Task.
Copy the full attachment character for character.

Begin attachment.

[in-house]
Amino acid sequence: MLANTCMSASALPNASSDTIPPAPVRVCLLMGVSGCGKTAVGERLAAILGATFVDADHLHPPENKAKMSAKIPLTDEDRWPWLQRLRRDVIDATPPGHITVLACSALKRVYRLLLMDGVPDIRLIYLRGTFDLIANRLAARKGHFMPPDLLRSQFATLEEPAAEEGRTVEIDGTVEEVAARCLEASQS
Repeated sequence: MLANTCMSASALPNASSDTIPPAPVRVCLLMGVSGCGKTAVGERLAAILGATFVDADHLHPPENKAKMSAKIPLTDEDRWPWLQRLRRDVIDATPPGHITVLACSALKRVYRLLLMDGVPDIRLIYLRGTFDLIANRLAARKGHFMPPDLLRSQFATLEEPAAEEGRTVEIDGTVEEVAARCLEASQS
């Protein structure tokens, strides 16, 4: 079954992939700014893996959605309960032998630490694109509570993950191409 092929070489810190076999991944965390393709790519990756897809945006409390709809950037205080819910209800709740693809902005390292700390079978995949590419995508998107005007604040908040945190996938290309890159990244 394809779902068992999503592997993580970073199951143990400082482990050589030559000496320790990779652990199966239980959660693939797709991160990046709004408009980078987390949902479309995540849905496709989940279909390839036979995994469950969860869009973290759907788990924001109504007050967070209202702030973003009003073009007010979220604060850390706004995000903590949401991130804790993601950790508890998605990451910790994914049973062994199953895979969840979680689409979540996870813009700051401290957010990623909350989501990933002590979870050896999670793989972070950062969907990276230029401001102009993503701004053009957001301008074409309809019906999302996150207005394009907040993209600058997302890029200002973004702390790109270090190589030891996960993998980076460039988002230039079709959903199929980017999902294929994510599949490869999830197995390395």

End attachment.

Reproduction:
[in-house]
Amino acid sequence: MLANTCMSASALPNASSDTIPPAPVRVCLLMGVSGCGKTAVGERLAAILGATFVDADHLHPPENKAKMSAKIPLTDEDRWPWLQRLRRDVIDATPPGHITVLACSALKRVYRLLLMDGVPDIRLIYLRGTFDLIANRLAARKGHFMPPDLLRSQFATLEEPAAEEGRTVEIDGTVEEVAARCLEASQS
Repeated sequence: MLANTCMSASALPNASSDTIPPAPVRVCLLMGVSGCGKTAVGERLAAILGATFVDADHLHPPENKAKMSAKIPLTDEDRWPWLQRLRRDVIDATPPGHITVLACSALKRVYRLLLMDGVPDIRLIYLRGTFDLIANRLAARKGHFMPPDLLRSQFATLEEPAAEEGRTVEIDGTVEEVAARCLEASQS
């Protein structure tokens, strides 16, 4: 079954992939700014893996959605309960032998630490694109509570993950191409 092929070489810190076999991944965390393709790519990756897809945006409390709809950037205080819910209800709740693809902005390292700390079978995949590419995508998107005007604040908040945190996938290309890159990244 394809779902068992999503592997993580970073199951143990400082482990050589030559000496320790990779652990199966239980959660693939797709991160990046709004408009980078987390949902479309995540849905496709989940279909390839036979995994469950969860869009973290759907788990924001109504007050967070209202702030973003009003073009007010979220604060850390706004995000903590949401991130804790993601950790508890998605990451910790994914049973062994199953895979969840979680689409979540996870813009700051401290957010990623909350989501990933002590979870050896999670793989972070950062969907990276230029401001102009993503701004053009957001301008074409309809019906999302996150207005394009907040993209600058997302890029200002973004702390790109270090190589030891996960993998980076460039988002230039079709959903199929980017999902294929994510599949490869999830197995390395």